step instructions. The other lesson used an inquiry-based method in which the students were
given the same demonstration then told to simply experiment with the materials to investigate
circuits. Since the test sample was small and standard deviations for the outcomes of student
work were high, the authors concluded that the learning outcomes were the same for each group
of students. However, the engagement and interest for the inquiry-based group were much
higher than for the traditional lesson group, which is what the program is trying to achieve.

Emily Cummings

Joseph, R., & Brooks, J. (2008, June 1). Simple problems and integrated technology: making
connections beyond the curriculum. TechTrends?: Linking Research and Practice to Improve
Learning, 52(3), 60-63. Retrieved September 29, 2008, from ERIC database.

The article, Making Connections Beyond the Curriculum, is an article about the importance of
understanding how a student learns during an inquiry based science lesson. As the article
quotes, “The children’s own thinking and interaction brought them to use and develop their
expressive language, mathematical reasoning, and technological skills into the problem -solving
task in which they were engaged.” The article illustrates the process of third graders learning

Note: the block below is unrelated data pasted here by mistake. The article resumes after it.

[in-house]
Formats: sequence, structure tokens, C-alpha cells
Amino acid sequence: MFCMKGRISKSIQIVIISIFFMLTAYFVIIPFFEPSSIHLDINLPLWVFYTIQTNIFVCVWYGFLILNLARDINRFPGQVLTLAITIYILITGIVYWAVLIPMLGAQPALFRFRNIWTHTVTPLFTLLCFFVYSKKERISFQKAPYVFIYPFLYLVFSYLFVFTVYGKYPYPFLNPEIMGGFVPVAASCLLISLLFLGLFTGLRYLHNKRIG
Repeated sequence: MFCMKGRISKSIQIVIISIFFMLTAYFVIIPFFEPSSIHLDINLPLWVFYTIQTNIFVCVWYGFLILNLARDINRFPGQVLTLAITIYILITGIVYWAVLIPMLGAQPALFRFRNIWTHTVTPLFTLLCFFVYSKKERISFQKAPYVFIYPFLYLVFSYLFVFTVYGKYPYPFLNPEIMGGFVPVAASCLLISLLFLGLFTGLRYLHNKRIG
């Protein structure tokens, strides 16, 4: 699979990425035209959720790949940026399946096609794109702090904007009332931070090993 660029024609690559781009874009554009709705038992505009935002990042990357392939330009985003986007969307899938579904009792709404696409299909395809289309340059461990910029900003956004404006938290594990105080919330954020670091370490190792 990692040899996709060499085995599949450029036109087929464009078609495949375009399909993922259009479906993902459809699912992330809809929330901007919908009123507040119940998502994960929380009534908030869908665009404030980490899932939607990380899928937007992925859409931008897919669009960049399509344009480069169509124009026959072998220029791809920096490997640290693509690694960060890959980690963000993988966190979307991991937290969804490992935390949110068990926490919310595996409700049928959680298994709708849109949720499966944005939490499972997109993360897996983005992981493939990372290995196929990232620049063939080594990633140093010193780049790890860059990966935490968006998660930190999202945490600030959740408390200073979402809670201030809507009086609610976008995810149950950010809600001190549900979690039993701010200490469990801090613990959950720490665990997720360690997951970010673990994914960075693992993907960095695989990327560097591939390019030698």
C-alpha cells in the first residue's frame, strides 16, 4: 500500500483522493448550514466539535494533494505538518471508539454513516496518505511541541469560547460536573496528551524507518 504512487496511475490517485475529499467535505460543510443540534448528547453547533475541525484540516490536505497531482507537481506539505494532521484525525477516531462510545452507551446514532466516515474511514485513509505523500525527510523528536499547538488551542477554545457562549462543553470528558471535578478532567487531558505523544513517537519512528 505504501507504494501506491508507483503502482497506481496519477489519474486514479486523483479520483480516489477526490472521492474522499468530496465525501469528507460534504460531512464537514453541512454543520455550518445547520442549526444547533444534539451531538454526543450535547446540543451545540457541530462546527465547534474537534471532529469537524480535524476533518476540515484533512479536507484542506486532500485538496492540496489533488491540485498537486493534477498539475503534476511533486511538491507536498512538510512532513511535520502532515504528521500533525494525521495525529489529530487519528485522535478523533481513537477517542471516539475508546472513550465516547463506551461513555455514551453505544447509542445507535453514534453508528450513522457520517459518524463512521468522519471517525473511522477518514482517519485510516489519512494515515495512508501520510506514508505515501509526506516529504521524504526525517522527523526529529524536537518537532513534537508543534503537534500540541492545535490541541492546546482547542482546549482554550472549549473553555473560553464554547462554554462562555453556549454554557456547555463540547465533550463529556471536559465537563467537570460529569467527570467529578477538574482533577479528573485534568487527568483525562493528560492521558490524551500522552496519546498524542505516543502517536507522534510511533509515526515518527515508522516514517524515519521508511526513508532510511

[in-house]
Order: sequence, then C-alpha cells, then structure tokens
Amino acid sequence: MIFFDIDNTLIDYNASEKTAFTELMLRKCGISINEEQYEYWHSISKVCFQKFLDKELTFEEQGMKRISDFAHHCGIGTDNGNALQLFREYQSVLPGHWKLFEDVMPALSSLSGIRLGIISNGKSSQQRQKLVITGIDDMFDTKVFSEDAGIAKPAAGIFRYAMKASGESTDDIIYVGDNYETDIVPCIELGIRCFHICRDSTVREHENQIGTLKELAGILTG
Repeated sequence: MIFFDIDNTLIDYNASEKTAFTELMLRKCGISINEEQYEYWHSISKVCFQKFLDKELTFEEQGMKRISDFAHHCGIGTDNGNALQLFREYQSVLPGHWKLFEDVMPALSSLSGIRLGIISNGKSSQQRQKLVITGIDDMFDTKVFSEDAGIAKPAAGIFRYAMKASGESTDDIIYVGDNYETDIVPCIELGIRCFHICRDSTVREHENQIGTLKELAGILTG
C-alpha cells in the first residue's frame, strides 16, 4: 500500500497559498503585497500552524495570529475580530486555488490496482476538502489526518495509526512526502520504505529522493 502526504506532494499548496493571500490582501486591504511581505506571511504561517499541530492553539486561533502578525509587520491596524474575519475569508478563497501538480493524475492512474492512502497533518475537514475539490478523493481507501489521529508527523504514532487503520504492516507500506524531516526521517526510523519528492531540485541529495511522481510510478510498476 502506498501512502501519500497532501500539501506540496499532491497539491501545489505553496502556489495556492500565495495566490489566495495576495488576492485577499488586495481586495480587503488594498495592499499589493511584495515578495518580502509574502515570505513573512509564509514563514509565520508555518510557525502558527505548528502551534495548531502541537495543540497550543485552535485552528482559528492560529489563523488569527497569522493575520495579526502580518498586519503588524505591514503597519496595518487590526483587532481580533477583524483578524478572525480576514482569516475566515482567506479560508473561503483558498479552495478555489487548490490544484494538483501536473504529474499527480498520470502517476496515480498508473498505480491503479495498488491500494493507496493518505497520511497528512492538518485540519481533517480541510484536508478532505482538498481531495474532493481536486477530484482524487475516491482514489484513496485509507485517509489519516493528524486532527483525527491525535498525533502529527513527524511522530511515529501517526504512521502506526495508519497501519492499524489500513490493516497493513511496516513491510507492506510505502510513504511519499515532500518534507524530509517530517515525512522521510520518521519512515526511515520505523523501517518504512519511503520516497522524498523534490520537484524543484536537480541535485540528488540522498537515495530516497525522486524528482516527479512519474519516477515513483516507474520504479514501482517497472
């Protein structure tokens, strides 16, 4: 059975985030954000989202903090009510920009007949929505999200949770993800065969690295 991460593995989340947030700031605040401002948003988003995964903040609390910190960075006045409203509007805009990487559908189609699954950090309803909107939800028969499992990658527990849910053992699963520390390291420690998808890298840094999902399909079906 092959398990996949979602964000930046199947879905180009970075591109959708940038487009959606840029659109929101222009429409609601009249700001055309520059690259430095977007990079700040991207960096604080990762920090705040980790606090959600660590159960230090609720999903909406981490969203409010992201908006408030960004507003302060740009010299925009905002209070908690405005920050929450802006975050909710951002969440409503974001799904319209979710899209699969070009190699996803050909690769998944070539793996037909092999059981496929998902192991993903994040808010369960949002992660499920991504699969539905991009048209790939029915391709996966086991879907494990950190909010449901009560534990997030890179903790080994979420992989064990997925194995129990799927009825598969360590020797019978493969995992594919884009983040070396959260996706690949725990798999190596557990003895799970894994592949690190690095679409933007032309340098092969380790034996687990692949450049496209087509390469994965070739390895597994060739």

based on inquiry through hands-on learning and technology. They were able to use these
techniques to test their own questions and hypothesis and form new theories. Not only did the
students learn about science, but also provided other learning opportunities in other subjects like
math and language arts. With the importance in how each child learns, it allows the students to
learn through inquiry and also through peer-based inquiry.




Kara MacDougall?
The article “Inquiry: Does it Favor the Prepared Mind?” is a very brief overview of the ongoing
debate between traditional lecturing styles and inquiry based learning in science. There have
been studies done to support either side.

While inquiry has become a common science teaching method for developing students’ higher
order thinking skills along with scientific concepts, little research has been conducted to study
intellectual development in students' capacity to learn profitably in an inquiry environment.

Just as there are those who support inquiry based learning there are those who are opposed.
There are studies that suggest that sometimes traditional approaches are more effective.

I like how they state it in the last sentence, “Before consigning “conventional” direct -instruction
science teaching to the dustbin, we ask if the real problem with the lecture as a teaching
technique is a boring lecturer rather than lecturing itself, or the problem with a “cook -book” lab